IBM Touts z/OS SSL Performance

Some customers’ costs may drop up to 25 percent.

As expected, IBM Corp. on Monday officially announced release 1.4 (R4) of its z/OS mainframe operating environment.

Much has already been made about z/OS R4 and its potential impact on existing OS/390 shops, but in tandem with its new z/OS release, IBM disclosed several additional z/OS-related performance enhancements. Big Blue also took the wraps off a revised licensing arrangement for high-end customers that have multiple zSeries mainframes.

According to Mary Moore, zSeries and z/OS marketing manager with IBM, the z/OS R4 enhancements substantially augment its ability to quickly process Secure Sockets Layer (SSL) transactions. As a result, Moore contends, z/OS R4 can process SSL transactions up to 60 percent faster than z/OS 1.3.

“We’ve increased speed from 4,300 [transactions per second] to over 7,000. It’s [a result of] work that [IBM developers] did in the communications server component of z/OS,” she notes.

Moore says that SSL processing performance is an important concern in most enterprise environments. Because z/OS is far and away the industry leader in terms of SSL performance, she argues, it’s possible that customers could implement z800 or z900 mainframes specifically to support SSL transactions – particularly in large e-commerce sites.

“It is a critical element of deciding where to run or support the secure Web transactions, so this makes the z/OS zSeries platform industry-leading in the area of secure performance,” Moore says. “Particularly if it’s a large-scale, high-availability requirement, you get not only the performance, but you also get mainframe robustness for that part of your e-business infrastructure.”

John Phelps, vice president and research director of servers and storage with research firm Gartner Inc., notes that improved SSL processing is one of z/OS 1.4’s most notable performance-related enhancements.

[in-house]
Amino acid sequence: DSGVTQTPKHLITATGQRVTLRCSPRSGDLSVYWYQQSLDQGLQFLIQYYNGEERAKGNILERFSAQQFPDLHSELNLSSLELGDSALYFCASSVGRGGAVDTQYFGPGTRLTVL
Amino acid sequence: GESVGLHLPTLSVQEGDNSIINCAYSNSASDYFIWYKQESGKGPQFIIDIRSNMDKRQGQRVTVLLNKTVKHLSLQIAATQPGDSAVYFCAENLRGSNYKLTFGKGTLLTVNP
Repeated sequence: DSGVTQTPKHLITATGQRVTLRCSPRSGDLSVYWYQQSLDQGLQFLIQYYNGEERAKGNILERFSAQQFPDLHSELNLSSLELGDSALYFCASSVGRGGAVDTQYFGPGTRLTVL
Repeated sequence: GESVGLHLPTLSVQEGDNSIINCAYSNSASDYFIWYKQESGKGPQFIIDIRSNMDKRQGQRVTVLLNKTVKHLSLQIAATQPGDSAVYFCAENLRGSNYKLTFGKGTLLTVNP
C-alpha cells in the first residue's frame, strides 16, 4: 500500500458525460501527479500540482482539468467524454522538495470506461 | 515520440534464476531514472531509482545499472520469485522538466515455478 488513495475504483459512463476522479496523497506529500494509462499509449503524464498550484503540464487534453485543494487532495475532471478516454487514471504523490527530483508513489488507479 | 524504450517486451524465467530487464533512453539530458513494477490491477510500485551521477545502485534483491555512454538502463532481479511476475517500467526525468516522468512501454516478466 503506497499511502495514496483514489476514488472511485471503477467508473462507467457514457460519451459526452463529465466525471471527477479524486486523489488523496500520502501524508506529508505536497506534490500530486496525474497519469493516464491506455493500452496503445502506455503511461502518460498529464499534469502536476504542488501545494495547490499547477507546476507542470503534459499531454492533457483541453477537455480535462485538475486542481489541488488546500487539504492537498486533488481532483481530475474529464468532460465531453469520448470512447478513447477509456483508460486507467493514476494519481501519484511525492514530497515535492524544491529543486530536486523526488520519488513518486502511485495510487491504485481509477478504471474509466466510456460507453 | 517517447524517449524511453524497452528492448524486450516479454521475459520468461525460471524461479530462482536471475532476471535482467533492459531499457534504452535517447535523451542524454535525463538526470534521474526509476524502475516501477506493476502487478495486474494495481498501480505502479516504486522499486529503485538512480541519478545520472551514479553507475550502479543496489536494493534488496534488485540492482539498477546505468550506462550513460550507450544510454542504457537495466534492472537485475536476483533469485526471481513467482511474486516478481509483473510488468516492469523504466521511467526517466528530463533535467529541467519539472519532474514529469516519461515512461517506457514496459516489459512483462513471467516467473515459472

“There are a lot of other things going on in this announcement, but the Secure Sockets Layer performance -- they’re now claiming more than 7,000 -- is something that will be important to some customers,” he comments.

IBM also plans to cut customers in large mainframe environments a licensing break of up to 25 percent below what the company now charges. The goal, Moore allows, is to encourage customers with multiple mainframes to add incremental workloads or consolidate existing workloads on the zSeries.

“This is for our very highest level customers who have combined multiple [zSeries] systems. We’re announcing new pricing slopes, new pricing levels for our high-end customers. We’re quoting up to 25 percent below the previous levels,” Moore explains.

Primarily as a result of workload consolidation efforts, Moore says, the pool of eligible high-end customers with multiple zSeries mainframes is growing. She cites an internal IBM study that finds that existing customers are adding new mainframe capacity. “We are doubling in size. Customers over 5,000 MIPs are doubling in size,” she says.

In tandem with z/OS R4, IBM introduced a Bi-Modal Migration Accommodation mode that’s intended to give customers time to test 31-bit applications on z/OS. Although IBM firmly fixed the period of this offering at six months, that hasn’t stopped some users from speculating that the company could extend that period.

“[It] might continue to exist for several years for existing customers as long as they have money to pay,” speculates an MVS systems programmer who currently works under contract with a large European banking conglomerate.

For her part, IBM’s Moore flatly states that her company will not extend the Bi-Modal Accommodation offering.

“It is very strongly fixed at six months. That is why we went through the expense to support this environment and made this investment. What we were doing this for was to give them the piece of mind so that they could temporarily fall back if they had to,” she says.

About the Author

Stephen Swoyer is a Nashville, TN-based freelance journalist who writes about technology.